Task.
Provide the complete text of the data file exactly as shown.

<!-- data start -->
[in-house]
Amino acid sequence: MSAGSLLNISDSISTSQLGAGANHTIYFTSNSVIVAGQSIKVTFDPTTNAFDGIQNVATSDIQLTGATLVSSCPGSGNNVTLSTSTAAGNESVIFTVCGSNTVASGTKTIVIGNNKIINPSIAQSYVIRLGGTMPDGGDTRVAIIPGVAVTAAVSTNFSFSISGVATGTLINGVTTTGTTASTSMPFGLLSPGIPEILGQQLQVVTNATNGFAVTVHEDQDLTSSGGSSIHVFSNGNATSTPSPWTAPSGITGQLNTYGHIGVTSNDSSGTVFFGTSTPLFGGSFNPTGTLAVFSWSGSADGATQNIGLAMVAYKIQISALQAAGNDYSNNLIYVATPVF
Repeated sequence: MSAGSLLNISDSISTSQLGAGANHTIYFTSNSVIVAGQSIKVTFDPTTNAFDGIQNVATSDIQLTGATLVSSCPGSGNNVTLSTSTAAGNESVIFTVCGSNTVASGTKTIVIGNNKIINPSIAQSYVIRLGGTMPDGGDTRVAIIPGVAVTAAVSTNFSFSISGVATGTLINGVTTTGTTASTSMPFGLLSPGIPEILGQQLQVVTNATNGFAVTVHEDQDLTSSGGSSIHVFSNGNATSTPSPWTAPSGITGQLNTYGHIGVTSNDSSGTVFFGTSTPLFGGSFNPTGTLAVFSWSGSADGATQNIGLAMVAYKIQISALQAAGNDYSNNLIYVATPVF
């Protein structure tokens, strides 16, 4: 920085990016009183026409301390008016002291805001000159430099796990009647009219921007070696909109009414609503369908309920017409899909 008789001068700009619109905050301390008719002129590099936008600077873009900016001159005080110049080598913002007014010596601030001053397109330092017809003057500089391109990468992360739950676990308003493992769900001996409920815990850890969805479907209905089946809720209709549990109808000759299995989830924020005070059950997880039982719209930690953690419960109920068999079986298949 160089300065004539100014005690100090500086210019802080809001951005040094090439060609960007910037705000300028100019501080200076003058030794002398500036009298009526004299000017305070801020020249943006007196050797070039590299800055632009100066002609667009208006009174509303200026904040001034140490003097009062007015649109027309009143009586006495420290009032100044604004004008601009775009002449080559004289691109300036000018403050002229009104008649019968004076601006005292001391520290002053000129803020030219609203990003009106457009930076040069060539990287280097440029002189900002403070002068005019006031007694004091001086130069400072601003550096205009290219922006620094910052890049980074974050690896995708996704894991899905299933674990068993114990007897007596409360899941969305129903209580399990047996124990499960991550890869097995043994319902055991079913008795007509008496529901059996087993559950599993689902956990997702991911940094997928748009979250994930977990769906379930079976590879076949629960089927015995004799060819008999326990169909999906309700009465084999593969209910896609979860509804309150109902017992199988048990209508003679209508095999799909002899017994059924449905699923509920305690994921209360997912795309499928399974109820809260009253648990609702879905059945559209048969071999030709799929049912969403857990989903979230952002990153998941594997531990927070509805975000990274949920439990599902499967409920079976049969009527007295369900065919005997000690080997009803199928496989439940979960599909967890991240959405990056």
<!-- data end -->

[in-house]
Amino acid sequence: MSAGSLLNISDSISTSQLGAGANHTIYFTSNSVIVAGQSIKVTFDPTTNAFDGIQNVATSDIQLTGATLVSSCPGSGNNVTLSTSTAAGNESVIFTVCGSNTVASGTKTIVIGNNKIINPSIAQSYVIRLGGTMPDGGDTRVAIIPGVAVTAAVSTNFSFSISGVATGTLINGVTTTGTTASTSMPFGLLSPGIPEILGQQLQVVTNATNGFAVTVHEDQDLTSSGGSSIHVFSNGNATSTPSPWTAPSGITGQLNTYGHIGVTSNDSSGTVFFGTSTPLFGGSFNPTGTLAVFSWSGSADGATQNIGLAMVAYKIQISALQAAGNDYSNNLIYVATPVF
Repeated sequence: MSAGSLLNISDSISTSQLGAGANHTIYFTSNSVIVAGQSIKVTFDPTTNAFDGIQNVATSDIQLTGATLVSSCPGSGNNVTLSTSTAAGNESVIFTVCGSNTVASGTKTIVIGNNKIINPSIAQSYVIRLGGTMPDGGDTRVAIIPGVAVTAAVSTNFSFSISGVATGTLINGVTTTGTTASTSMPFGLLSPGIPEILGQQLQVVTNATNGFAVTVHEDQDLTSSGGSSIHVFSNGNATSTPSPWTAPSGITGQLNTYGHIGVTSNDSSGTVFFGTSTPLFGGSFNPTGTLAVFSWSGSADGATQNIGLAMVAYKIQISALQAAGNDYSNNLIYVATPVF
């Protein structure tokens, strides 16, 4: 920085990016009183026409301390008016002291805001000159430099796990009647009219921007070696909109009414609503369908309920017409899909 008789001068700009619109905050301390008719002129590099936008600077873009900016001159005080110049080598913002007014010596601030001053397109330092017809003057500089391109990468992360739950676990308003493992769900001996409920815990850890969805479907209905089946809720209709549990109808000759299995989830924020005070059950997880039982719209930690953690419960109920068999079986298949 160089300065004539100014005690100090500086210019802080809001951005040094090439060609960007910037705000300028100019501080200076003058030794002398500036009298009526004299000017305070801020020249943006007196050797070039590299800055632009100066002609667009208006009174509303200026904040001034140490003097009062007015649109027309009143009586006495420290009032100044604004004008601009775009002449080559004289691109300036000018403050002229009104008649019968004076601006005292001391520290002053000129803020030219609203990003009106457009930076040069060539990287280097440029002189900002403070002068005019006031007694004091001086130069400072601003550096205009290219922006620094910052890049980074974050690896995708996704894991899905299933674990068993114990007897007596409360899941969305129903209580399990047996124990499960991550890869097995043994319902055991079913008795007509008496529901059996087993559950599993689902956990997702991911940094997928748009979250994930977990769906379930079976590879076949629960089927015995004799060819008999326990169909999906309700009465084999593969209910896609979860509804309150109902017992199988048990209508003679209508095999799909002899017994059924449905699923509920305690994921209360997912795309499928399974109820809260009253648990609702879905059945559209048969071999030709799929049912969403857990989903979230952002990153998941594997531990927070509805975000990274949920439990599902499967409920079976049969009527007295369900065919005997000690080997009803199928496989439940979960599909967890991240959405990056």